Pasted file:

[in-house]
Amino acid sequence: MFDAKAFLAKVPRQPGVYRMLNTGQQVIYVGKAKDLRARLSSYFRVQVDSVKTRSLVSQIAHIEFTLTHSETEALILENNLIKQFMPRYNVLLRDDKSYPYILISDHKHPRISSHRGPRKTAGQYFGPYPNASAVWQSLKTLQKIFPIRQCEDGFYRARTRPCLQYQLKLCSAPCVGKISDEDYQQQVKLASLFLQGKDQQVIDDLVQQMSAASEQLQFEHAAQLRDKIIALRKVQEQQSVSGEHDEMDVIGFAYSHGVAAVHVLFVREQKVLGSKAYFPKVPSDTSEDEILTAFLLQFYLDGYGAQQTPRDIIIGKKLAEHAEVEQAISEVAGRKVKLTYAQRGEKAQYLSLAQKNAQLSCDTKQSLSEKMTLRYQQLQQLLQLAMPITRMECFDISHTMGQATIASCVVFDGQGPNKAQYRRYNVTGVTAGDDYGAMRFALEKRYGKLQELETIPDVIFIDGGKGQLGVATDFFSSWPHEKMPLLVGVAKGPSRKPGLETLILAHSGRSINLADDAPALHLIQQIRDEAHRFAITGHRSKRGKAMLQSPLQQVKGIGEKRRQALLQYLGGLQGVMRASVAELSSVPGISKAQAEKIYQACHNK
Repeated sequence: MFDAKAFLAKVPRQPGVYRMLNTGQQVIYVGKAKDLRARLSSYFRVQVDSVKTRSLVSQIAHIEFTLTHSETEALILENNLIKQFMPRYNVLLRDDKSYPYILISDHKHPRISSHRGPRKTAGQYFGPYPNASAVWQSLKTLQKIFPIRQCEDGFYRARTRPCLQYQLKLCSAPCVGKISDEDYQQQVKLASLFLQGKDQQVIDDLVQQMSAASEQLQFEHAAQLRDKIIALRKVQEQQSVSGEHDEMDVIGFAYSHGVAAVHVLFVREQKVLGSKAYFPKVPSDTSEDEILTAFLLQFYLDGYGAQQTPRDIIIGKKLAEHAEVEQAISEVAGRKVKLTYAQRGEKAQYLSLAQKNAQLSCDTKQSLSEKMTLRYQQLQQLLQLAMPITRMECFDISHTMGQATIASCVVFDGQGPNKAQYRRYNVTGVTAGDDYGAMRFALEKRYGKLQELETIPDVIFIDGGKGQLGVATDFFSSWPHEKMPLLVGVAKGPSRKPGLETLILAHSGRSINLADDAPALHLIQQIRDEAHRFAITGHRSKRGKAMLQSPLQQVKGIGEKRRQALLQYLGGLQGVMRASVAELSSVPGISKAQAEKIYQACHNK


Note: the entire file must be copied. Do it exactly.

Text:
[in-house]
Amino acid sequence: MFDAKAFLAKVPRQPGVYRMLNTGQQVIYVGKAKDLRARLSSYFRVQVDSVKTRSLVSQIAHIEFTLTHSETEALILENNLIKQFMPRYNVLLRDDKSYPYILISDHKHPRISSHRGPRKTAGQYFGPYPNASAVWQSLKTLQKIFPIRQCEDGFYRARTRPCLQYQLKLCSAPCVGKISDEDYQQQVKLASLFLQGKDQQVIDDLVQQMSAASEQLQFEHAAQLRDKIIALRKVQEQQSVSGEHDEMDVIGFAYSHGVAAVHVLFVREQKVLGSKAYFPKVPSDTSEDEILTAFLLQFYLDGYGAQQTPRDIIIGKKLAEHAEVEQAISEVAGRKVKLTYAQRGEKAQYLSLAQKNAQLSCDTKQSLSEKMTLRYQQLQQLLQLAMPITRMECFDISHTMGQATIASCVVFDGQGPNKAQYRRYNVTGVTAGDDYGAMRFALEKRYGKLQELETIPDVIFIDGGKGQLGVATDFFSSWPHEKMPLLVGVAKGPSRKPGLETLILAHSGRSINLADDAPALHLIQQIRDEAHRFAITGHRSKRGKAMLQSPLQQVKGIGEKRRQALLQYLGGLQGVMRASVAELSSVPGISKAQAEKIYQACHNK
Repeated sequence: MFDAKAFLAKVPRQPGVYRMLNTGQQVIYVGKAKDLRARLSSYFRVQVDSVKTRSLVSQIAHIEFTLTHSETEALILENNLIKQFMPRYNVLLRDDKSYPYILISDHKHPRISSHRGPRKTAGQYFGPYPNASAVWQSLKTLQKIFPIRQCEDGFYRARTRPCLQYQLKLCSAPCVGKISDEDYQQQVKLASLFLQGKDQQVIDDLVQQMSAASEQLQFEHAAQLRDKIIALRKVQEQQSVSGEHDEMDVIGFAYSHGVAAVHVLFVREQKVLGSKAYFPKVPSDTSEDEILTAFLLQFYLDGYGAQQTPRDIIIGKKLAEHAEVEQAISEVAGRKVKLTYAQRGEKAQYLSLAQKNAQLSCDTKQSLSEKMTLRYQQLQQLLQLAMPITRMECFDISHTMGQATIASCVVFDGQGPNKAQYRRYNVTGVTAGDDYGAMRFALEKRYGKLQELETIPDVIFIDGGKGQLGVATDFFSSWPHEKMPLLVGVAKGPSRKPGLETLILAHSGRSINLADDAPALHLIQQIRDEAHRFAITGHRSKRGKAMLQSPLQQVKGIGEKRRQALLQYLGGLQGVMRASVAELSSVPGISKAQAEKIYQACHNK